Women for Peace and Democracy (WPD) – Nepal
Rights and Economic Development for Nepal’s Empowered Women (RENEW)
Funded in large part by Global Affairs Canada, RENEW (Rights and Economic Development for Nepal’s Empowered Women) is a new project for World Accord and Women for Peace and Democracy. It also includes four other Nepali organizations (Indrabhumi Saving and Credit Co-operative (IBSCC), Rural Self-reliance Development Centre (RSDC), School of Environmental Science and Management (SchEMS), and the Informal Sector Service Center (INSEC) and the private sector contribution from the Egg Farmers of Ontario to strengthen poultry and egg-producing operations of women and women’s groups in the program. It is a full gender equality integrated four-year project in Makwanpur and Nuwakot districts of Nepal, with a total budget of 1.475 million dollars.
Support the program
Seventy-five percent of program participants are involved in subsistence agriculture (paddy and vegetable farming; raising small animals). About ¾ of participants lack enough food for up to 6 months of the year. The nature of the terrain (soil fertility, slopes, etc.), availability of water, and farming techniques used are the major constraints responsible for low productivity. In most of these cases, off-season vegetable farming has the potential to provide a more reliable diet and income. This is a focus of training. High levels of illiteracy (92% for women, 65% for men) persist.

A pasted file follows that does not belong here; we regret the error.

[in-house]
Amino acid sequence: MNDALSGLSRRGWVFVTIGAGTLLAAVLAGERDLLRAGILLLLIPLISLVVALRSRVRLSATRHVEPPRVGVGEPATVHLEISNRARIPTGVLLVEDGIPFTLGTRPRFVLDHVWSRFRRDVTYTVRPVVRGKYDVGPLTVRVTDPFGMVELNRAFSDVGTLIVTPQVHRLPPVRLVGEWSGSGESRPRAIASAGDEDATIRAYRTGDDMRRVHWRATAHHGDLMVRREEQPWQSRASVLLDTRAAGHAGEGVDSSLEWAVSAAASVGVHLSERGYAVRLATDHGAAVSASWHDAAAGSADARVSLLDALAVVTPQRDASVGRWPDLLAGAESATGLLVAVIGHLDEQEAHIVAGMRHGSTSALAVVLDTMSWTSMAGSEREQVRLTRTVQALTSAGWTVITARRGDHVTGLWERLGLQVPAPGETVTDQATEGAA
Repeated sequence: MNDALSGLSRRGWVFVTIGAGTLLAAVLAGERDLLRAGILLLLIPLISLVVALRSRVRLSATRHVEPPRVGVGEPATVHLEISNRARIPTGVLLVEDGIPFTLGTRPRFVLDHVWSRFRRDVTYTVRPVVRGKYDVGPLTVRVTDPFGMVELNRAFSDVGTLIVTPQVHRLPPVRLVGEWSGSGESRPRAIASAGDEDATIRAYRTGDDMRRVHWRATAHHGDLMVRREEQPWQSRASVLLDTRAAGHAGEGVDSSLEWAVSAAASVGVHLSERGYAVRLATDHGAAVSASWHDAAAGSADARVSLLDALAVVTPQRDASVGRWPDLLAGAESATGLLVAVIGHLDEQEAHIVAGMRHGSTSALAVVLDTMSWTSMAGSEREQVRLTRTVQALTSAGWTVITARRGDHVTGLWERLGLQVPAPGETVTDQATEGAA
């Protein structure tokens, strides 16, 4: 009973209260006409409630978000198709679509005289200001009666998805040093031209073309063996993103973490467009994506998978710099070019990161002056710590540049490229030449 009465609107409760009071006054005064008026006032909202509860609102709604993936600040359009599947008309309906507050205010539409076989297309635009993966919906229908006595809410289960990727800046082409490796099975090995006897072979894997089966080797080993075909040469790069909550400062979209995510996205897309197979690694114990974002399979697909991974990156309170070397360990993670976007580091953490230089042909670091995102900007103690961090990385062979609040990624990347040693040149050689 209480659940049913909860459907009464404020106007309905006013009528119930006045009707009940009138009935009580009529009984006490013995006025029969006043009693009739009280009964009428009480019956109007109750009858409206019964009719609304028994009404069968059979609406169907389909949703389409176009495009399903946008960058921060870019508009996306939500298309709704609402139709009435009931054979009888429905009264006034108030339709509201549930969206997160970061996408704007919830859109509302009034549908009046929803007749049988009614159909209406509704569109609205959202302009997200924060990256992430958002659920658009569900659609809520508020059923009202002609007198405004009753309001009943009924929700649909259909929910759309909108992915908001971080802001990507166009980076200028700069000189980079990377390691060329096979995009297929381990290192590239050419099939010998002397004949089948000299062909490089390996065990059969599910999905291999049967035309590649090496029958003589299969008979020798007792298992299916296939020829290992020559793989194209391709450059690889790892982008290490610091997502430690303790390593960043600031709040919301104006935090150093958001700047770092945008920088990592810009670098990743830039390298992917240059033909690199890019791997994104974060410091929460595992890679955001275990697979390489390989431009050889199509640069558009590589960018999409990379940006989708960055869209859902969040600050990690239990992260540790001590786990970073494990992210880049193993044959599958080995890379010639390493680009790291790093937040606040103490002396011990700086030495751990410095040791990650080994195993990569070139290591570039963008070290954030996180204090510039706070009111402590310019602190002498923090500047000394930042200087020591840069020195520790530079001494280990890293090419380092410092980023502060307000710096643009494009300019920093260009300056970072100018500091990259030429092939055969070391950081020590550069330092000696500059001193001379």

Most participants in WPD programming are born into lower caste or ethnic minority groups and experience systemic discrimination that limits their access to education and economic opportunities.
Socio-Economic Empowerment Program for Women & Marginalized Populations (SEWAM)
The SEWAM program supports agricultural production and micro-enterprise-based income generation through rural groups. Since the start of the project, WPD-Nepal has provided training in income generation, micro-credit, and support to strengthen Mutual Development Organizations. These local groups serve as sources for rotating credit, mutual support, and collective action for income generation and community development. They also coordinate advocacy with local governments and other service providers through which groups can also access land and services.